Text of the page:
Uploads, 2012, software, Kinect, MindWave.
Uploads is a DIY Transhumanist system for creating low-resolution personality uploads using currently available consumer-level technology.
Created using C++, OpenFrameworks and Python on Trisquel GNU/Linux 5.
You can download the source files here.
Uploading human consciousness to a computer was a common trope of Cyberpunk literature. Pat Cadigan’s “Synners”, the TV series “Max Headroom”, the movie “The Lawnmower Man”, and William Gibson’s short story “The Winter Market” all feature uploads. But there is a more serious side to uploading, exemplified by Hans Moravec’s book “Mind Children”.
The titular character of the “Max Headroom” TV series is the uploaded consciousness of a television reporter. Max is a glitch art upload, an example of noise signifying authenticity that predates Trip-Hop. In the episode “Detities” an Extropian televangelist church wishes to replace their primitive uploads, essentially video loops of the dead who intone a familiar phrase to reassure their visitors, with the more advanced Max Headroom process.
Moravec proposes that the brain be scanned, layer by layer, by a destructive system that would remove neurons whose values had already been transferred to computer. The brainless body would then be left to die. “The Winter Market” dramatises the question of whether the resulting data is really the person whose physical existence was terminated in order to create it.
This Transhumanist resolution to the mind/body problem ironically separates the mind from the body by asserting that the mind is purely a localized product of part of the body. The technology required to do so is not yet available. But people’s social lives are atrophying as they become simply vehicles for maintaining digital social media simulacra of their lives.
There is a new trend in Transhumanism, if not inspired by Maker culture then reflecting it, to not wait for future technological or economic developments before getting on with upgrading oneself. This trend is exemplified by sensory enhancements such as neodymium magnet implants and haptic direction senses. This kitchen table Transhumanism realises some of the content of Transhumanism at the expense of disappointing its fetishised military-industrial-complex inspired form.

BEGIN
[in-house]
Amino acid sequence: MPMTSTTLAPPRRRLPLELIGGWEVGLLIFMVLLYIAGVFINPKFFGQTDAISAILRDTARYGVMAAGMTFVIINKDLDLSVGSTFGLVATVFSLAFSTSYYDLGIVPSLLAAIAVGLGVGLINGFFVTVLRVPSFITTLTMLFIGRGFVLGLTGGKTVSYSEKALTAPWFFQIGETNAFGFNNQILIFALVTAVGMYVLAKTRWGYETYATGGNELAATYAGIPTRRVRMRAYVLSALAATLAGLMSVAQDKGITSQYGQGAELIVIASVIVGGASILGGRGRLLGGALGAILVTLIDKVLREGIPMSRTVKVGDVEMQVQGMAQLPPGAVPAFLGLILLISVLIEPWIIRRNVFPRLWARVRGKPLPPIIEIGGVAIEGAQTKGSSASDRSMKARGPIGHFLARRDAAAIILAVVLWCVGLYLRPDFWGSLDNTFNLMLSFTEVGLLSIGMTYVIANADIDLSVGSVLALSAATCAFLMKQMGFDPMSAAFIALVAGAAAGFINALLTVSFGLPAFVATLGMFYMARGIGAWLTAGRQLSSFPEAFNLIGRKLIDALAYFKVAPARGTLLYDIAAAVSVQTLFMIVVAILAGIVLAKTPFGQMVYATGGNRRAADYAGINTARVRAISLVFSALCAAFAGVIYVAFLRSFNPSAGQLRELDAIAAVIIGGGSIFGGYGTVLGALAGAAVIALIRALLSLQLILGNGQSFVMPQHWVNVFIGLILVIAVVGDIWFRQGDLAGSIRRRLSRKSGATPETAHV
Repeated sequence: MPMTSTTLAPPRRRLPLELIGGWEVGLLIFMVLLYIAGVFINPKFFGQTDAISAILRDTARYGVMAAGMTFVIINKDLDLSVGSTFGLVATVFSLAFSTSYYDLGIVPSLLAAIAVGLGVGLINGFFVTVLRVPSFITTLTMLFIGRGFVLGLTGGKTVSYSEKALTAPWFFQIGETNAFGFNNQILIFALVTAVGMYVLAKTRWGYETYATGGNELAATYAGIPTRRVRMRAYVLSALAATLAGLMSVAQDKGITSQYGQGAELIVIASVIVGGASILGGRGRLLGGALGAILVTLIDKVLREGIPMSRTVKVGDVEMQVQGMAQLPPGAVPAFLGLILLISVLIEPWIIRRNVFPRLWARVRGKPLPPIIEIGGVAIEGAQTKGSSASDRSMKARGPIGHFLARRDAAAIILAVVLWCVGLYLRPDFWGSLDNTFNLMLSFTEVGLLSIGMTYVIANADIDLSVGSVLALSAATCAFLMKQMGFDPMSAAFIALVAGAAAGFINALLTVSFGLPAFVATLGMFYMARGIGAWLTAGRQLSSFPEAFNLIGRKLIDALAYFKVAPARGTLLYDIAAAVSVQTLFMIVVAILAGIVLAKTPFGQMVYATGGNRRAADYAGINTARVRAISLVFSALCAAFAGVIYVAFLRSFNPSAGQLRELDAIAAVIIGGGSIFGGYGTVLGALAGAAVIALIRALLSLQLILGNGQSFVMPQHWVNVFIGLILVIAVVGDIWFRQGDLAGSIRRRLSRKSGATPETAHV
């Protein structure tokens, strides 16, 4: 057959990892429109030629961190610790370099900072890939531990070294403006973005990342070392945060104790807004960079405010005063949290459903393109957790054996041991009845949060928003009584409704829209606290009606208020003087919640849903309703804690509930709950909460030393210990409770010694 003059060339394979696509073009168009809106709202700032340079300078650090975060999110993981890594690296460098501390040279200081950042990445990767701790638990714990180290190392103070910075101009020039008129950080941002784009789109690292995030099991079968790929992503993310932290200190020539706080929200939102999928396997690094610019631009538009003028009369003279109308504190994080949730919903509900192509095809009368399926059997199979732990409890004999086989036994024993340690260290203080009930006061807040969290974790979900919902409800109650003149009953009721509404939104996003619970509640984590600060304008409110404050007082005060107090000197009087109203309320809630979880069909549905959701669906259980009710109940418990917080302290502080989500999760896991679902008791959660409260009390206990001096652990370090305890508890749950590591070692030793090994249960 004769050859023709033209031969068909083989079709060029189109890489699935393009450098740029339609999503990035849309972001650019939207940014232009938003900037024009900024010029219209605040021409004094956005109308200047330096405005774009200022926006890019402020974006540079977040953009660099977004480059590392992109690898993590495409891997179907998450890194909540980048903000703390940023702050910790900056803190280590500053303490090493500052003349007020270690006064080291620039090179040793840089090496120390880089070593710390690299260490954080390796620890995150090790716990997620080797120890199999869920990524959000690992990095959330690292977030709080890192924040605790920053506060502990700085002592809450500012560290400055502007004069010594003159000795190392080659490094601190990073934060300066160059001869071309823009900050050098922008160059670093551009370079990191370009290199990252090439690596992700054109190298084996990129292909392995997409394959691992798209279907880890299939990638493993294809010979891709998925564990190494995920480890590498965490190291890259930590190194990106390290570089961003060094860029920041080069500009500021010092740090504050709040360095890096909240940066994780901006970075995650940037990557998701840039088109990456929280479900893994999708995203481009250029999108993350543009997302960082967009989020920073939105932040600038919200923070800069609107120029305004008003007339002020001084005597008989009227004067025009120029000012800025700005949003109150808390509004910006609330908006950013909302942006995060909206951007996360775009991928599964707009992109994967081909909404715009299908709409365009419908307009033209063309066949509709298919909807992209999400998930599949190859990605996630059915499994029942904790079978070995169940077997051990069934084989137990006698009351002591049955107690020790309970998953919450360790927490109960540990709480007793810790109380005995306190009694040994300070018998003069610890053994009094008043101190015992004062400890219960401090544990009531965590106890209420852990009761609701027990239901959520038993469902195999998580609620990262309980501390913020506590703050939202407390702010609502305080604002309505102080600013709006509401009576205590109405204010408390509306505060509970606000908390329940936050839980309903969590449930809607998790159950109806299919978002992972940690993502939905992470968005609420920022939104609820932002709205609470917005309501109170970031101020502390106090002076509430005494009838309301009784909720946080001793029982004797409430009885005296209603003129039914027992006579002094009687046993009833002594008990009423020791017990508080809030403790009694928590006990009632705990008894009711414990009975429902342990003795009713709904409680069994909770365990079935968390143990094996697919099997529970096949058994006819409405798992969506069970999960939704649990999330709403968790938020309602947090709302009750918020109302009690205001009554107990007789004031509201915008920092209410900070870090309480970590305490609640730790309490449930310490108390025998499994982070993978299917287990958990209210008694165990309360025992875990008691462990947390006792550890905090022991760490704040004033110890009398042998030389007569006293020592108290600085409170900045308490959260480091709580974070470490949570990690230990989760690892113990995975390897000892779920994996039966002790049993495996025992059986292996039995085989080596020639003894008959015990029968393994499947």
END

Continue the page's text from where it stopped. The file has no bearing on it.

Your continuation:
The quantum free will confections of Roger Penrose’s “The Emperor’s new mind” and the role of embodiment and the rest of the nervous system in consciousness aside, for uploading the state of the brain (which in Moravec’s scheme is coterminous with the mind) to be a successful transcription of personhood we must know the level of detail at which further detail would be irrelevant. We do not, but it is certainly below the level of Electroencephalography (EEG).
“Uploads” uses consumer EEG headset equipment to digitize the least possible record of the state of the human brain in different emotional states (chosen from Descartes’ emotional categories). It is emotion that makes us human, after all. A physical expression of emotion is digitized using the Kinect. The brainwave and facial states are rendered in software in response to the emotional environment of Twitter. Using consumer-grade equipment ties the project to Maker culture and kitchen table Transhumanism.
I expect this project to be misunderstood in two ways, both failures of irony. Firstly as a demonstration that uploading is practical in a limited way now so its full imagined form will be possible soon. Secondly as an unreflective embodiment of that claim. This is in itself part of the work, which is art by virtue of being a reflexive intervention in perception.
This project is dedicated to the memory of Internet VR pioneer Evie Matthieson.